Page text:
Payment Deferment

Have you ever been in a situation where you couldn't afford to pay a critical bill on time? Whether you've experienced a medical emergency or job loss – or simply come up short with too many days until payday – exploring your payment deferment options may help you avoid financial pitfalls and get back on track.

How do deferred payment agreements work?

If you face financial hardship and can’t make a loan payment, your lender may approve a deferred payment agreement. This arrangement allows you to delay your loan payments for a short period of time until you can afford to resume regular payments.

Depending on the lender and type of deferment, you may be charged interest during your deferment period. This is often the case with student loan deferments. Although you won't have to pay that interest during the deferment, it will be added to the total amount you owe.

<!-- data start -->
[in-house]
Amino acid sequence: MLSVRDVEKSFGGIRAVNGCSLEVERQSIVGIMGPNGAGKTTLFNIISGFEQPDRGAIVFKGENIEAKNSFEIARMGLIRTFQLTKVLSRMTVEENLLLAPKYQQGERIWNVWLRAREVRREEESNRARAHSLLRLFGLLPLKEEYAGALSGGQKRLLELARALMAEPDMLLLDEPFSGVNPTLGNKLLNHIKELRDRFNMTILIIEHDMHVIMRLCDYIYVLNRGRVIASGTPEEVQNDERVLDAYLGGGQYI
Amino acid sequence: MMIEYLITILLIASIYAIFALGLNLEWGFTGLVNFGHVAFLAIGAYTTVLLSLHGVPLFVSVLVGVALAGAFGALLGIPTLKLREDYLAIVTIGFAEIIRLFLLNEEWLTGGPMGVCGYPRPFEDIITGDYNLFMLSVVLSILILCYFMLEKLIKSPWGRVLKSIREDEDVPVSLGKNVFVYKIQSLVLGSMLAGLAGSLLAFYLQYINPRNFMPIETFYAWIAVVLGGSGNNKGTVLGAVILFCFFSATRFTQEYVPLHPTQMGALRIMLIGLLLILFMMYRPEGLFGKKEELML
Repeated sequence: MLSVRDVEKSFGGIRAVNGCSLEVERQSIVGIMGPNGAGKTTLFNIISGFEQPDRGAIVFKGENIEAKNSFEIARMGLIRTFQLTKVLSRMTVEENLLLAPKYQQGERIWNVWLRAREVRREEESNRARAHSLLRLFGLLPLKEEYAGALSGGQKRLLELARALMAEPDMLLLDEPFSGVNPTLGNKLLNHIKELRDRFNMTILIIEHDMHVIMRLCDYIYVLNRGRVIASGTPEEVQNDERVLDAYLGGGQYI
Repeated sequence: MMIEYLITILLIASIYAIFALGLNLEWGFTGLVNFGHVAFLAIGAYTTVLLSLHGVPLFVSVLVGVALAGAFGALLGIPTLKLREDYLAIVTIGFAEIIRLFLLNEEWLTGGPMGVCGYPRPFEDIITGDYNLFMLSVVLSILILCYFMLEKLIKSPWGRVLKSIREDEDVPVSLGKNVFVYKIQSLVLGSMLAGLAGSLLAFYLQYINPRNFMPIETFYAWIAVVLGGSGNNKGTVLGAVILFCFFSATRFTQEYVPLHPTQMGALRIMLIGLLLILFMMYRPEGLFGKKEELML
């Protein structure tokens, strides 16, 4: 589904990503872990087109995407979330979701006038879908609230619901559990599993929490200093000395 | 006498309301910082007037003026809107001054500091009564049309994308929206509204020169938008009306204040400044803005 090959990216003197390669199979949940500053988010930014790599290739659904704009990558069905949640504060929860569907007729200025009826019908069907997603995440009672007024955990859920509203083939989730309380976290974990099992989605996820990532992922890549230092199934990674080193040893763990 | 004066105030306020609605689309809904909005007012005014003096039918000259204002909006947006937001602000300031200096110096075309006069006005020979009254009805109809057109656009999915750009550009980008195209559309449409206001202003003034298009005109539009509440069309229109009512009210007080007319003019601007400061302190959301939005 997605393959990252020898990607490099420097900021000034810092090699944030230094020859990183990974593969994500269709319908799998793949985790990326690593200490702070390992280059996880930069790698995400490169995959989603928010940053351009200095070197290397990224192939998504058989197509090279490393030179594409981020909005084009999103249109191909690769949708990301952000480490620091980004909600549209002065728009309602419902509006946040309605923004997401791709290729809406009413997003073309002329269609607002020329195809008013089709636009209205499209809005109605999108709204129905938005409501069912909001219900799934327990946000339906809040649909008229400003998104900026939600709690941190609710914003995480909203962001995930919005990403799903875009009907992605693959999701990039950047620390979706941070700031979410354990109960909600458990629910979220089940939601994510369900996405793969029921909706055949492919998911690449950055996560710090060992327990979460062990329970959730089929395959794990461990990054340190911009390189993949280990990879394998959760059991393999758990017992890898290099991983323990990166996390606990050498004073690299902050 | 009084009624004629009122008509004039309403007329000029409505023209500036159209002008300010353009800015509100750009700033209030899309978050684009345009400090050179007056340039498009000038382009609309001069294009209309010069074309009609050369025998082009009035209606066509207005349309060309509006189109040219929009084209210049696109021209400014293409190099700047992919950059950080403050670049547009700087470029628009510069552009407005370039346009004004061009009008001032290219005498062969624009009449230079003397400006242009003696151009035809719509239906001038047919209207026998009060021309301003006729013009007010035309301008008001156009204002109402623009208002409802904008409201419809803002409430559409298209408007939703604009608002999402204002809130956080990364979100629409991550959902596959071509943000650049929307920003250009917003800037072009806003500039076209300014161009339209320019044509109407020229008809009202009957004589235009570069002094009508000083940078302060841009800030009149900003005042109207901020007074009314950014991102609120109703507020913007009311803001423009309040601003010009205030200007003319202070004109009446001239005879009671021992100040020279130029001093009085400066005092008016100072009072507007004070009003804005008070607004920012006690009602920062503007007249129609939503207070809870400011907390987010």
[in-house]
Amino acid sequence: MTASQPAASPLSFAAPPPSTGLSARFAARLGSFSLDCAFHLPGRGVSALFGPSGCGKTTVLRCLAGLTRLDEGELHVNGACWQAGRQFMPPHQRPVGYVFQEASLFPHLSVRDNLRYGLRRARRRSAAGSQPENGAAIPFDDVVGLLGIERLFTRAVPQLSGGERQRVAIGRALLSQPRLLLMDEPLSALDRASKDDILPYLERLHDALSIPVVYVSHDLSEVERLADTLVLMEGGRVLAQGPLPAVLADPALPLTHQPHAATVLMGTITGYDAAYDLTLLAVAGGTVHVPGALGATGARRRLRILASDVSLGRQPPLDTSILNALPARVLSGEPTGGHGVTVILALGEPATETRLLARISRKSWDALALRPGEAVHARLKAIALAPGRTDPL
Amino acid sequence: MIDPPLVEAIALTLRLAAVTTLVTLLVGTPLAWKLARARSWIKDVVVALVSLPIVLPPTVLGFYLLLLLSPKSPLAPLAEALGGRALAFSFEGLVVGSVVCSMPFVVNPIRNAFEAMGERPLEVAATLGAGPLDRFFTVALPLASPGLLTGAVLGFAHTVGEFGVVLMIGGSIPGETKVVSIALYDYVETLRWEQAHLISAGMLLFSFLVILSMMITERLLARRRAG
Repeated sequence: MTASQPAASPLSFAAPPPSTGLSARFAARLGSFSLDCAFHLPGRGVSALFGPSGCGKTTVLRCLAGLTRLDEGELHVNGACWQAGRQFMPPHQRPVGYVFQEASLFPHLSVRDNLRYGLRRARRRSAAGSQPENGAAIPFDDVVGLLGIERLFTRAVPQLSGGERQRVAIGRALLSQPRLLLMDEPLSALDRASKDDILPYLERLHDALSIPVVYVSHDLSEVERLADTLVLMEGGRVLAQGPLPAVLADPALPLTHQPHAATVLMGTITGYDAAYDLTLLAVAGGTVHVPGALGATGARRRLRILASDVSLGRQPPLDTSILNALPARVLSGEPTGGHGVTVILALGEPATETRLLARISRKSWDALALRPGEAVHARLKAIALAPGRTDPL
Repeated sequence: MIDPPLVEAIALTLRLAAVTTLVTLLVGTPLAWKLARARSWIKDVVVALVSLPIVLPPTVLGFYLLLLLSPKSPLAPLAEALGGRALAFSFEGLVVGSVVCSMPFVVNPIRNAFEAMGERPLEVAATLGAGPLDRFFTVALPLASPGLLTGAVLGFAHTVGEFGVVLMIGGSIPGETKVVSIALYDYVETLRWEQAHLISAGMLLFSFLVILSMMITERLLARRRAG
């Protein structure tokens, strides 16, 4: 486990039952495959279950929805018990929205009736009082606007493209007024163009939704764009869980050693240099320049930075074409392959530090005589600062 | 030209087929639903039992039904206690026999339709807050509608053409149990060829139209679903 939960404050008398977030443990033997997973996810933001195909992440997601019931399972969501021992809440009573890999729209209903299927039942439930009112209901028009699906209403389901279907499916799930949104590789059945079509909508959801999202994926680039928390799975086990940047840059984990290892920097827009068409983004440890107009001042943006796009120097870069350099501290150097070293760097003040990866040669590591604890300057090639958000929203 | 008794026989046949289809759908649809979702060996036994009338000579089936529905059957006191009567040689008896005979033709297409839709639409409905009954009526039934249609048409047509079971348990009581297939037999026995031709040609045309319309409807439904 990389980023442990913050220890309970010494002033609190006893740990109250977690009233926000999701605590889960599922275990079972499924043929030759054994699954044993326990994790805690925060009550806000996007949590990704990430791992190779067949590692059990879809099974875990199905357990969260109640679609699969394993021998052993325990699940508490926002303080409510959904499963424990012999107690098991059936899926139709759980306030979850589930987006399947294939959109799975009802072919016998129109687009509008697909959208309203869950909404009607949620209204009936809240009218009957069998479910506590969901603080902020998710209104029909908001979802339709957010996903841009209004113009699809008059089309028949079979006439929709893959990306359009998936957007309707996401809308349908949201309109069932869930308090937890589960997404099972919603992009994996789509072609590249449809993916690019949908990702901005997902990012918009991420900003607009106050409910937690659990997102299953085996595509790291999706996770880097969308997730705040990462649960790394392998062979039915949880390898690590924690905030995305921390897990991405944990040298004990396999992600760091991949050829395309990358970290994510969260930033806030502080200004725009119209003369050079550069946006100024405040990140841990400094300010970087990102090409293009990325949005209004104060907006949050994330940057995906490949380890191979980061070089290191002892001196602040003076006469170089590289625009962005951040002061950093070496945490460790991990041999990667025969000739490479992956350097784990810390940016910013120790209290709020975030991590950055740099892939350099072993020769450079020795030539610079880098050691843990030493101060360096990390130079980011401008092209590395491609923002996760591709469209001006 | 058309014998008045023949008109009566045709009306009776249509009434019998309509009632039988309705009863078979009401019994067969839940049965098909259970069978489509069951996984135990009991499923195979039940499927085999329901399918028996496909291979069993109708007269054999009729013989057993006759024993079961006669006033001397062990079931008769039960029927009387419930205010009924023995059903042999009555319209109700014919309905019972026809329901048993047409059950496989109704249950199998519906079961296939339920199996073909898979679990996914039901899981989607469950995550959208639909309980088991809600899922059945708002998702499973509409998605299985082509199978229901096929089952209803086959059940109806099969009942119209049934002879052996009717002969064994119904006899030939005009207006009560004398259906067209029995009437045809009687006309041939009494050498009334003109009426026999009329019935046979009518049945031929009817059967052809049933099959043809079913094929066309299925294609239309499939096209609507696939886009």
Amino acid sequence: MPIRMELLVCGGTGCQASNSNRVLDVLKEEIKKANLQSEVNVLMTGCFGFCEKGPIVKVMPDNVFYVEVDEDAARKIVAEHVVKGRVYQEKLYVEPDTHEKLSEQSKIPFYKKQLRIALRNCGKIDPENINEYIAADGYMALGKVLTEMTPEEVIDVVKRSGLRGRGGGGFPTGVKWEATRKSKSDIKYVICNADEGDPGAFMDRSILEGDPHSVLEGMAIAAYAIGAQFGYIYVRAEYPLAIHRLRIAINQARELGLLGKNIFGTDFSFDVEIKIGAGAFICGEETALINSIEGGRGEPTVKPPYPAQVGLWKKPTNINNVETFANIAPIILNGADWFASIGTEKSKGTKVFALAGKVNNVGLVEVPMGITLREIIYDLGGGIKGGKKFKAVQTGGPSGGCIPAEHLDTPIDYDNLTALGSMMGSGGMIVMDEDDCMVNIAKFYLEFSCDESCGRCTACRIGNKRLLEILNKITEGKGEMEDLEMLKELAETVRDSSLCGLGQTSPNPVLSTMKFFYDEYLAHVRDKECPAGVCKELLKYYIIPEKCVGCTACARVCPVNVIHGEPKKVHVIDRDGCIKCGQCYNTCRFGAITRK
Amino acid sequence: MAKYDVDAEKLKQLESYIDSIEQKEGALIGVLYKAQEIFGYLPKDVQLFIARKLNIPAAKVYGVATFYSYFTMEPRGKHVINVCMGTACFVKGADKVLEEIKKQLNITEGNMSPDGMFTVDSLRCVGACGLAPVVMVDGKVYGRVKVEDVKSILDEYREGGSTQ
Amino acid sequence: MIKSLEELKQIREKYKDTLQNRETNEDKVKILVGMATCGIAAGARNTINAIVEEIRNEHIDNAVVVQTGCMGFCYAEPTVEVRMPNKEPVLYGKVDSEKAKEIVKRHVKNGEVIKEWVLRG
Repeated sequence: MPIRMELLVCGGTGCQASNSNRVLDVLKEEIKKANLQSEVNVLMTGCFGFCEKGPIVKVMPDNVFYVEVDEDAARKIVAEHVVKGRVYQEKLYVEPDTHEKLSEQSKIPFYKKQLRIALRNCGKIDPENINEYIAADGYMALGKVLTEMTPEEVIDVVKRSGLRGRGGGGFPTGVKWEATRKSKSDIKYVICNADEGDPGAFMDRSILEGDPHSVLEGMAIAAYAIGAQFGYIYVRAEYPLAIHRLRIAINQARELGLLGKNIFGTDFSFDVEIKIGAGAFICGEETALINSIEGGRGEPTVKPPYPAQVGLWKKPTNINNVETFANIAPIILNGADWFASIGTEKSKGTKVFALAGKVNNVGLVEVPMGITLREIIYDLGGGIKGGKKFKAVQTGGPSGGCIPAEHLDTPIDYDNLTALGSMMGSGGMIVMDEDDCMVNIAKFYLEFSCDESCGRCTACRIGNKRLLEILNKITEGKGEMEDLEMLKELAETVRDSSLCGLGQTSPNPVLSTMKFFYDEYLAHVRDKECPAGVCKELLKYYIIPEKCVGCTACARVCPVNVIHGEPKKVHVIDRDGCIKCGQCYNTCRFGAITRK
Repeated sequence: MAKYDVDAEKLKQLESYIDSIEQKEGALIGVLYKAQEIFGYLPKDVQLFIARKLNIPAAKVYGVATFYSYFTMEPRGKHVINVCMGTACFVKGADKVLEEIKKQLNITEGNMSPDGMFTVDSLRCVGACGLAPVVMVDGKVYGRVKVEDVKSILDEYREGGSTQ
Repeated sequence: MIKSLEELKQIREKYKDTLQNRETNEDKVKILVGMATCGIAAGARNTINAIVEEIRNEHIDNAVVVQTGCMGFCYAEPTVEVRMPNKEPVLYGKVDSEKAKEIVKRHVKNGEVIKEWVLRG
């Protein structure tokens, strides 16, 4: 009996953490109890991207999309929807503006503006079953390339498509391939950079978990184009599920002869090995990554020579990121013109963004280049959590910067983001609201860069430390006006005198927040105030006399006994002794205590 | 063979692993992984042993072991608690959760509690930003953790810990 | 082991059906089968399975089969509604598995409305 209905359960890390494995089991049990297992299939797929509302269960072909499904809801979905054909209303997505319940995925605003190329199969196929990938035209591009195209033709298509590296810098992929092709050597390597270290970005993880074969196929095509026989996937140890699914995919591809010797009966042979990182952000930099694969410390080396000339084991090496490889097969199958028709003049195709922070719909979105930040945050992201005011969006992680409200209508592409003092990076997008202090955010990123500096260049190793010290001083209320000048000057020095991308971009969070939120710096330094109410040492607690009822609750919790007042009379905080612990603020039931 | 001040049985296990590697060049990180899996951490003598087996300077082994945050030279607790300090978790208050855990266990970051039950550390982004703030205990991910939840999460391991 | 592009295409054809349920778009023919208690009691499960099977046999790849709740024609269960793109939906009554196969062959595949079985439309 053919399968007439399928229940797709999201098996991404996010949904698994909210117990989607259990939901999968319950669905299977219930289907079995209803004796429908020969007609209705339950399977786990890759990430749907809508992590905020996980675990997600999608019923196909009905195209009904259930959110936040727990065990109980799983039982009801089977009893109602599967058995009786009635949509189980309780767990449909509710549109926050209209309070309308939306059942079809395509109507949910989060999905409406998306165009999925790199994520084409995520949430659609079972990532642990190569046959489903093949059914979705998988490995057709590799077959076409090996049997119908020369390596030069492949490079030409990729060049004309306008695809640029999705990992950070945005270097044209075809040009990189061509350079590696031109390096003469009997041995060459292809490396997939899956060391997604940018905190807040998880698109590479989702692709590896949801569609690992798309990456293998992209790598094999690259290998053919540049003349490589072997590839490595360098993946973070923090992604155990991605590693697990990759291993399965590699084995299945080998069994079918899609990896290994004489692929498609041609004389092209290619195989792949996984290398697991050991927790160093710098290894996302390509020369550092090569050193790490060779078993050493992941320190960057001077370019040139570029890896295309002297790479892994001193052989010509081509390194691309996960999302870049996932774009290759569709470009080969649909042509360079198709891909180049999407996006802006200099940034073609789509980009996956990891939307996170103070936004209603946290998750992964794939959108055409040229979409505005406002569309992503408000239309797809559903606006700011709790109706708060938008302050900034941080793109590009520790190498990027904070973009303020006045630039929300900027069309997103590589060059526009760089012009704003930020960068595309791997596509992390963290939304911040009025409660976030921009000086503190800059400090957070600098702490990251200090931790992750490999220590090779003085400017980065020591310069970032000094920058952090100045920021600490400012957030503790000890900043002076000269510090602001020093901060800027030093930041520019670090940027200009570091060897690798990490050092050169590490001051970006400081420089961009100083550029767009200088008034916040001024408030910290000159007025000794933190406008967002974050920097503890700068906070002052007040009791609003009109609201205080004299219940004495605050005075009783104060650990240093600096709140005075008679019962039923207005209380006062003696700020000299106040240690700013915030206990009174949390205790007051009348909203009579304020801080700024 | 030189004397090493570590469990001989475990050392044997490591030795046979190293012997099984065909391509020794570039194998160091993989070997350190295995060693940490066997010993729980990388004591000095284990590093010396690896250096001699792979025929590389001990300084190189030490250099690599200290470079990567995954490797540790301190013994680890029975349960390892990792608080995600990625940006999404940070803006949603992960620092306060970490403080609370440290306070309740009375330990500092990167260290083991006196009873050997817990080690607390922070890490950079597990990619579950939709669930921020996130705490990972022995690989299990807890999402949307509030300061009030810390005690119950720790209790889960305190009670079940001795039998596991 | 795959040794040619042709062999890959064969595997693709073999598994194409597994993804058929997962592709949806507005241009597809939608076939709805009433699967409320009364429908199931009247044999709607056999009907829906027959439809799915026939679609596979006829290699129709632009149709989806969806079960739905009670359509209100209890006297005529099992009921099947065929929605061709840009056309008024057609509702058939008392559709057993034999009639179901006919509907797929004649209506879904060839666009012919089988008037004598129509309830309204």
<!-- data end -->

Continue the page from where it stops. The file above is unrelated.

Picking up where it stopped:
Other lenders may pause or cap interest while you're on a deferred payment plan. For example, borrowers who need to arrange a personal loan deferment due to active military service can't be charged more than the maximum interest cap set by the Military Lending Act.

How long can I defer my loan payments?

Deferred payment options will vary from lender to lender. Some lenders offer deferred payments for up to 90 days, while others may only allow you to postpone payments for a month or two.